The classic success stories of this method occurred in the 19th century U.S. land-grant universities, which established a strong tradition of research in practical agricultural and engineering methods. More recently, the green revolution prevented mass famine over the last thirty years.

The focus, unsurprisingly, is usually on developing a robust curriculum and inexpensive practical methods to meet local needs. A particular problem with this approach is that there's now a continuing brain drain from impoverished countries (which often have quite good, though small, universities) to the wealthy countries.

Monumental science

This is a policy in which science is supported 'for science's sake,' i.e. basic research. This designation covers both large projects, often with large facilities, and smaller scoped research that does not have obvious practical applications and are often overlooked. The classic justifications of policymakers and scientists speak to knowledge of lasting worth and the basic building blocks of science. While these projects may not always have obvious practical outcomes, they provide education of future scientists and advancement of scientific knowledge.

Practical outcomes do result from many of these science programs. Sometimes these practical outcomes are foreseeable and sometimes they are not. A classic example of a monumental science program that led to a practical outcome is the Manhattan project. In the 1940s the Manhattan project was primarily a scientific, not engineering, venture to create a sustained nuclear reaction, ie an atomic bomb. An example of a monumental science program that produces unexpected practical outcome is the laser. Coherent light, the principle behind lasing, was first predicted by Einstein in 1916, but not created until 1954 by Charles H. Townes with the maser. The breakthrough with the maser led to the creation of the laser in 1960 by Theodore Maiman. The delay between the theory of coherent light and the production of the laser was partially due to the assumption that it would be of no practical use.

Technology development

This is a policy in which science is not supported, so much as engineering, the application of science. The emphasis is usually given to projects that increase important strategic or commercial engineering knowledge.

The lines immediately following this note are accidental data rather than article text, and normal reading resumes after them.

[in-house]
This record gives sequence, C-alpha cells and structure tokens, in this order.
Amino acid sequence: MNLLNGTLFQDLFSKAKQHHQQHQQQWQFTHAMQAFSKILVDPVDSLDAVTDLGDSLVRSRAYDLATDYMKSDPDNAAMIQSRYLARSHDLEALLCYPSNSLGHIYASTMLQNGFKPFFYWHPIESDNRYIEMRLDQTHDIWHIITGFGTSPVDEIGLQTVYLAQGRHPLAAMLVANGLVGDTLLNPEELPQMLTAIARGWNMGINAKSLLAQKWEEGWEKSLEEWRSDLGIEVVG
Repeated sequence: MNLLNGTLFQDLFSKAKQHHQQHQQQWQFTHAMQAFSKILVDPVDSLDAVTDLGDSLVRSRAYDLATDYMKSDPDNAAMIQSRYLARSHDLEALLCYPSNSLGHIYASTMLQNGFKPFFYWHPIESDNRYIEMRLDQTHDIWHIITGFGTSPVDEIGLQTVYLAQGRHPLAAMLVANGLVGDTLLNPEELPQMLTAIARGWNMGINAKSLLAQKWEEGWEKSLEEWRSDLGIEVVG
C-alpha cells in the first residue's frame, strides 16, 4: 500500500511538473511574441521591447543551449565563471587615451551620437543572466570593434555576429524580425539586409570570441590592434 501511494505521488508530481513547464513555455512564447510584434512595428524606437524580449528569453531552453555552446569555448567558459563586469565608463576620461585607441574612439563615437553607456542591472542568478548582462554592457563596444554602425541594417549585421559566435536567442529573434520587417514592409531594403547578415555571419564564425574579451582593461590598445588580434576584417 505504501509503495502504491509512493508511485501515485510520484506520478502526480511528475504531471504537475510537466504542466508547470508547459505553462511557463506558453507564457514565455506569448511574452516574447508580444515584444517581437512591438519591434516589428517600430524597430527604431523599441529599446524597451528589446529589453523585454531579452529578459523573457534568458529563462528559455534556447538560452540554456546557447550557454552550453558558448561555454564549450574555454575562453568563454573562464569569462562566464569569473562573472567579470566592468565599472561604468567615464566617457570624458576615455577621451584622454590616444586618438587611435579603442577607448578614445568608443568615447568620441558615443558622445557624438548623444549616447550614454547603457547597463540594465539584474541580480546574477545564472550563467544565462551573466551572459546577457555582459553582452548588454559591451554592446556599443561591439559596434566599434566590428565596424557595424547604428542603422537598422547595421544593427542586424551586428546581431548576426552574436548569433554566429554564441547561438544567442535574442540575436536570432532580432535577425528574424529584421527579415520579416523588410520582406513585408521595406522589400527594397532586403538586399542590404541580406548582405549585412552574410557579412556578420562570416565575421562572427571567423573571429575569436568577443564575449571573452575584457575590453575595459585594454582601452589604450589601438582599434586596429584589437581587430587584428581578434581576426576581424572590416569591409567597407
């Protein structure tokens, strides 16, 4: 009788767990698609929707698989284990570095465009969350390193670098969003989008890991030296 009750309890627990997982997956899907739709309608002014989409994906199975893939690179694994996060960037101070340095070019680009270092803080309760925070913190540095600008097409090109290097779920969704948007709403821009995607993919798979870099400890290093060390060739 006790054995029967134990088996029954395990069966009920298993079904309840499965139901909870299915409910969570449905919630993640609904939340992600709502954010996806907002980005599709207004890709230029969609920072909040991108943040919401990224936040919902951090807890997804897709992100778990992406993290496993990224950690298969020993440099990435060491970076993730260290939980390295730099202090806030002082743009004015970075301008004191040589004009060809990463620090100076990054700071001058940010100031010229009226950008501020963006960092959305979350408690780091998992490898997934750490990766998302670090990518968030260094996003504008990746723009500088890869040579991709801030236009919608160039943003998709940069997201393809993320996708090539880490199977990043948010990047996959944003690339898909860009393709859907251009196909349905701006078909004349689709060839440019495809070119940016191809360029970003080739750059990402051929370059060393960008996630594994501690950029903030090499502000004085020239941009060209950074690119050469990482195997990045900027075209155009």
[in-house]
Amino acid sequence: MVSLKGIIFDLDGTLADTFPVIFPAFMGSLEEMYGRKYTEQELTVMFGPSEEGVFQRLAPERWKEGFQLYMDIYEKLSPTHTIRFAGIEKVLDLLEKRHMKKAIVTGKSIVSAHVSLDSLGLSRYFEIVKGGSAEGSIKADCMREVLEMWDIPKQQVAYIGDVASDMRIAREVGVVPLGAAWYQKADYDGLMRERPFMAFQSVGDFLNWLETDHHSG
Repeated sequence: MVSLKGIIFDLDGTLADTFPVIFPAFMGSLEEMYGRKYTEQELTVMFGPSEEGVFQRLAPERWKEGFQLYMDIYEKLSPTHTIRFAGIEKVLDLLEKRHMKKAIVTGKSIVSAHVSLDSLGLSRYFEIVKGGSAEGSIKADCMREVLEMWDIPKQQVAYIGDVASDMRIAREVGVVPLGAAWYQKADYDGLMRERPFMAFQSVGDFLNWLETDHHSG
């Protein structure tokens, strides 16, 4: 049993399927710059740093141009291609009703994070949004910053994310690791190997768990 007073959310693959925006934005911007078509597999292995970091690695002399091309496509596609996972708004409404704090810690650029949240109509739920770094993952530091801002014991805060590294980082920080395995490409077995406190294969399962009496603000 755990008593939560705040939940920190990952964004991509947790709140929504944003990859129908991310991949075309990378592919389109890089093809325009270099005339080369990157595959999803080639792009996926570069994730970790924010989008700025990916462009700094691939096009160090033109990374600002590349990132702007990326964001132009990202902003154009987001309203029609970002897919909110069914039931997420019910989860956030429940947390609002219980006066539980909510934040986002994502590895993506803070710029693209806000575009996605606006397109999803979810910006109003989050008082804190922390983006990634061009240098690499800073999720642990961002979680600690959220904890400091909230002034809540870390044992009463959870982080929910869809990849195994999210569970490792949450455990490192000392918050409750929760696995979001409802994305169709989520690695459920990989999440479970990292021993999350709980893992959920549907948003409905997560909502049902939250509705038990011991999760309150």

The classic justifications of such policymakers speak to increased defensive or commercial opportunities.

The most extreme success story is doubtless the Manhattan Project (that developed nuclear weapons). Another remarkable success story was the "X-vehicle" studies that gave the US a lasting lead in aerospace technologies.

These exemplify two disparate approaches: The Manhattan Project was huge, and spent unblinkingly on the most risky alternative approaches. The project members believed that failure would result in their enslavement or destruction by Nazi Germany.

Each X-project built an aircraft whose only purpose was to develop a particular technology. The plan was to build a few cheap aircraft of each type, fly a test series, often to the destruction of an aircraft, and never design an aircraft for a practical mission. The only mission was technology development.

A number of high-profile technology developments have failed. The US Space Shuttle failed grotesquely to meet its cost or flight schedule goals. Most observers explain the project as over constrained: the cost goals too aggressive, the technology and mission too underpowered and undefined.

The Japanese fifth generation computer systems project met every technological goal, but failed to produce commercially-important artificial intelligence. Many observers believe that the Japanese tried to force engineering beyond available science by brute investment. Half the amount spent on basic research rather might have produced ten times the result.